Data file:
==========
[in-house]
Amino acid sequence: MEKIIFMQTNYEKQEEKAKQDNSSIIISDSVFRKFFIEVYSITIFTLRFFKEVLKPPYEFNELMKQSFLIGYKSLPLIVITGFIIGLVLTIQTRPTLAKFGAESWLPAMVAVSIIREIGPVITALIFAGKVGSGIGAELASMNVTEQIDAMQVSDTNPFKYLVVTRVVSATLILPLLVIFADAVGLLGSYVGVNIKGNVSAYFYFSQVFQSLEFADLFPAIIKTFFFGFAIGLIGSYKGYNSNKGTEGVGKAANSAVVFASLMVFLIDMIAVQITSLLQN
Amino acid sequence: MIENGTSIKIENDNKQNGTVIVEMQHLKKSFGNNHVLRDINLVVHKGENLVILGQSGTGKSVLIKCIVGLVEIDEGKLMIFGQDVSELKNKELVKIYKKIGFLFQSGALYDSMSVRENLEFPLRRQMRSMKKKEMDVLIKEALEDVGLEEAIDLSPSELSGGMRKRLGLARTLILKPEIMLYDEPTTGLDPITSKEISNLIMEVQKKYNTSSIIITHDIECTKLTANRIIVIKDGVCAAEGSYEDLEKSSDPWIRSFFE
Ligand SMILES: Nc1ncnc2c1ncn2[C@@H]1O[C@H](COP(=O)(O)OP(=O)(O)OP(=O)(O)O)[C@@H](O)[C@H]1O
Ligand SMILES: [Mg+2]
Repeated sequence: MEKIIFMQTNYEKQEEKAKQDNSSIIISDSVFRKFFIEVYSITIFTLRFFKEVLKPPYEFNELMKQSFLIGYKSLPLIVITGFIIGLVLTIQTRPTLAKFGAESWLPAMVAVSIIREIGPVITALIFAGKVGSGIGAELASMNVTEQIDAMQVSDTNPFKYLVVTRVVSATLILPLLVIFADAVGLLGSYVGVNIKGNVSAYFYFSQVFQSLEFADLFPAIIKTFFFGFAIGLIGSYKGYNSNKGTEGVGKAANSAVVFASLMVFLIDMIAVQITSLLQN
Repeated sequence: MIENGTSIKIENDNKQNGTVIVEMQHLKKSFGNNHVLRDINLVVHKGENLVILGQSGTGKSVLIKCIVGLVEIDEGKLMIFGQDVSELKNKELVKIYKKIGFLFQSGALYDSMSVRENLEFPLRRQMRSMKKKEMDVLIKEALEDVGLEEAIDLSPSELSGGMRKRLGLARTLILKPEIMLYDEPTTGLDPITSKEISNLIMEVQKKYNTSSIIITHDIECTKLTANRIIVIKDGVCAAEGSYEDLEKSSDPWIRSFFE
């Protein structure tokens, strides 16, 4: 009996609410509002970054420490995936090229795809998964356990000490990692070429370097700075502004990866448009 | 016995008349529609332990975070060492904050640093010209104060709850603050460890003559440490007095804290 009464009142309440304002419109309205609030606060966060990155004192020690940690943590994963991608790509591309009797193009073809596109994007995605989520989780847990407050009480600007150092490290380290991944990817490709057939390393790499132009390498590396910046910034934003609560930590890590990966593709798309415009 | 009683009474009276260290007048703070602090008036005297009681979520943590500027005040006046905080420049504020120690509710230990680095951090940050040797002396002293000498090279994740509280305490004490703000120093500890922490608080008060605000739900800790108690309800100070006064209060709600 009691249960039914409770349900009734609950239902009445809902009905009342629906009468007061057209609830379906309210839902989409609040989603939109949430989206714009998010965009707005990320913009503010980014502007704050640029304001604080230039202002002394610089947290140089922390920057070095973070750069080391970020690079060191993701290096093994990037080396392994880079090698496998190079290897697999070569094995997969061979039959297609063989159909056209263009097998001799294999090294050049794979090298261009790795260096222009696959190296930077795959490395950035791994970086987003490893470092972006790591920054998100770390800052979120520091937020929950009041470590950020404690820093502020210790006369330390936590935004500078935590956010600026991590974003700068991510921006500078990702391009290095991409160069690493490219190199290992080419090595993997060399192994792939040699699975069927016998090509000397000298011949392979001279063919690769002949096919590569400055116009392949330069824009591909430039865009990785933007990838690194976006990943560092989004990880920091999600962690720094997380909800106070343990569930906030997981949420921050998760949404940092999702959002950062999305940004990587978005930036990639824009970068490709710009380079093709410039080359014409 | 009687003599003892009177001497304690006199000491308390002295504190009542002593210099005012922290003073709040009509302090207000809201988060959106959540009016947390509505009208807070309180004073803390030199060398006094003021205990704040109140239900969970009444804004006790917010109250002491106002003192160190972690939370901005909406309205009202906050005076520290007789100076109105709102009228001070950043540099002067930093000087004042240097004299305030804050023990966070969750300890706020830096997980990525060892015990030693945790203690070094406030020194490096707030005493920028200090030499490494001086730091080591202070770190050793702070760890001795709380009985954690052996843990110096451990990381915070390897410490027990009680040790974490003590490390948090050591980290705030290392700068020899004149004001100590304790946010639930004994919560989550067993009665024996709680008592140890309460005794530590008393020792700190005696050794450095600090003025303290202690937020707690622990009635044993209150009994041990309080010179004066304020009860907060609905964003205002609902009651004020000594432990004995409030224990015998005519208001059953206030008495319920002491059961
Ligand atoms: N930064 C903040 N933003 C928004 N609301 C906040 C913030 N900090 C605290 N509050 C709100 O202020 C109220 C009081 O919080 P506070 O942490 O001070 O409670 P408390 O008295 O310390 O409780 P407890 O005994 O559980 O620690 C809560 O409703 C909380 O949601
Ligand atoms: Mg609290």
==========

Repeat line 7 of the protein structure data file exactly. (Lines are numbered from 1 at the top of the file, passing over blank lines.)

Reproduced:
Repeated sequence: MIENGTSIKIENDNKQNGTVIVEMQHLKKSFGNNHVLRDINLVVHKGENLVILGQSGTGKSVLIKCIVGLVEIDEGKLMIFGQDVSELKNKELVKIYKKIGFLFQSGALYDSMSVRENLEFPLRRQMRSMKKKEMDVLIKEALEDVGLEEAIDLSPSELSGGMRKRLGLARTLILKPEIMLYDEPTTGLDPITSKEISNLIMEVQKKYNTSSIIITHDIECTKLTANRIIVIKDGVCAAEGSYEDLEKSSDPWIRSFFE